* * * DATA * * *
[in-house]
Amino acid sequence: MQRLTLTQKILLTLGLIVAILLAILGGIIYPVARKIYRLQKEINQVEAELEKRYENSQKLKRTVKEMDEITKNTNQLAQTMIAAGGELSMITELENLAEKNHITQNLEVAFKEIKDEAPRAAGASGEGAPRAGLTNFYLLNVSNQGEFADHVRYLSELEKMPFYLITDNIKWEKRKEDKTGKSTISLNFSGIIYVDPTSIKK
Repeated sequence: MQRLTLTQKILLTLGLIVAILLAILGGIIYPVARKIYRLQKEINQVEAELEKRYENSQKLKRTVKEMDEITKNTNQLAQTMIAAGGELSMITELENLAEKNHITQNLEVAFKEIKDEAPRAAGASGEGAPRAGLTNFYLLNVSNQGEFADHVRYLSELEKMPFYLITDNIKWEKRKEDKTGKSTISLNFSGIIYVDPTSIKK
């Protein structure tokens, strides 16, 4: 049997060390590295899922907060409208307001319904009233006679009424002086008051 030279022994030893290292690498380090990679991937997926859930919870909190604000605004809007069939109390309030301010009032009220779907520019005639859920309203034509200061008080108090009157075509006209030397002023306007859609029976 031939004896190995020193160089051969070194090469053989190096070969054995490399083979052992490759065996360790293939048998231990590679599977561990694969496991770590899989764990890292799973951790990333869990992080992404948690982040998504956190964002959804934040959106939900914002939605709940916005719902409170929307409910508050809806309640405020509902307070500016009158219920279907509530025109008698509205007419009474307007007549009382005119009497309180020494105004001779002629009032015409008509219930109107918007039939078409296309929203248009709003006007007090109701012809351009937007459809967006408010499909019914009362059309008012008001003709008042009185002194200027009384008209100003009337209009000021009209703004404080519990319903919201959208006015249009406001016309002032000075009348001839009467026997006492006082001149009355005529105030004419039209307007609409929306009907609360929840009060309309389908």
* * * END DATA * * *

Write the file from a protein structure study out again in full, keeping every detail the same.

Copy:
[in-house]
Amino acid sequence: MQRLTLTQKILLTLGLIVAILLAILGGIIYPVARKIYRLQKEINQVEAELEKRYENSQKLKRTVKEMDEITKNTNQLAQTMIAAGGELSMITELENLAEKNHITQNLEVAFKEIKDEAPRAAGASGEGAPRAGLTNFYLLNVSNQGEFADHVRYLSELEKMPFYLITDNIKWEKRKEDKTGKSTISLNFSGIIYVDPTSIKK
Repeated sequence: MQRLTLTQKILLTLGLIVAILLAILGGIIYPVARKIYRLQKEINQVEAELEKRYENSQKLKRTVKEMDEITKNTNQLAQTMIAAGGELSMITELENLAEKNHITQNLEVAFKEIKDEAPRAAGASGEGAPRAGLTNFYLLNVSNQGEFADHVRYLSELEKMPFYLITDNIKWEKRKEDKTGKSTISLNFSGIIYVDPTSIKK
């Protein structure tokens, strides 16, 4: 049997060390590295899922907060409208307001319904009233006679009424002086008051 030279022994030893290292690498380090990679991937997926859930919870909190604000605004809007069939109390309030301010009032009220779907520019005639859920309203034509200061008080108090009157075509006209030397002023306007859609029976 031939004896190995020193160089051969070194090469053989190096070969054995490399083979052992490759065996360790293939048998231990590679599977561990694969496991770590899989764990890292799973951790990333869990992080992404948690982040998504956190964002959804934040959106939900914002939605709940916005719902409170929307409910508050809806309640405020509902307070500016009158219920279907509530025109008698509205007419009474307007007549009382005119009497309180020494105004001779002629009032015409008509219930109107918007039939078409296309929203248009709003006007007090109701012809351009937007459809967006408010499909019914009362059309008012008001003709008042009185002194200027009384008209100003009337209009000021009209703004404080519990319903919201959208006015249009406001016309002032000075009348001839009467026997006492006082001149009355005529105030004419039209307007609409929306009907609360929840009060309309389908």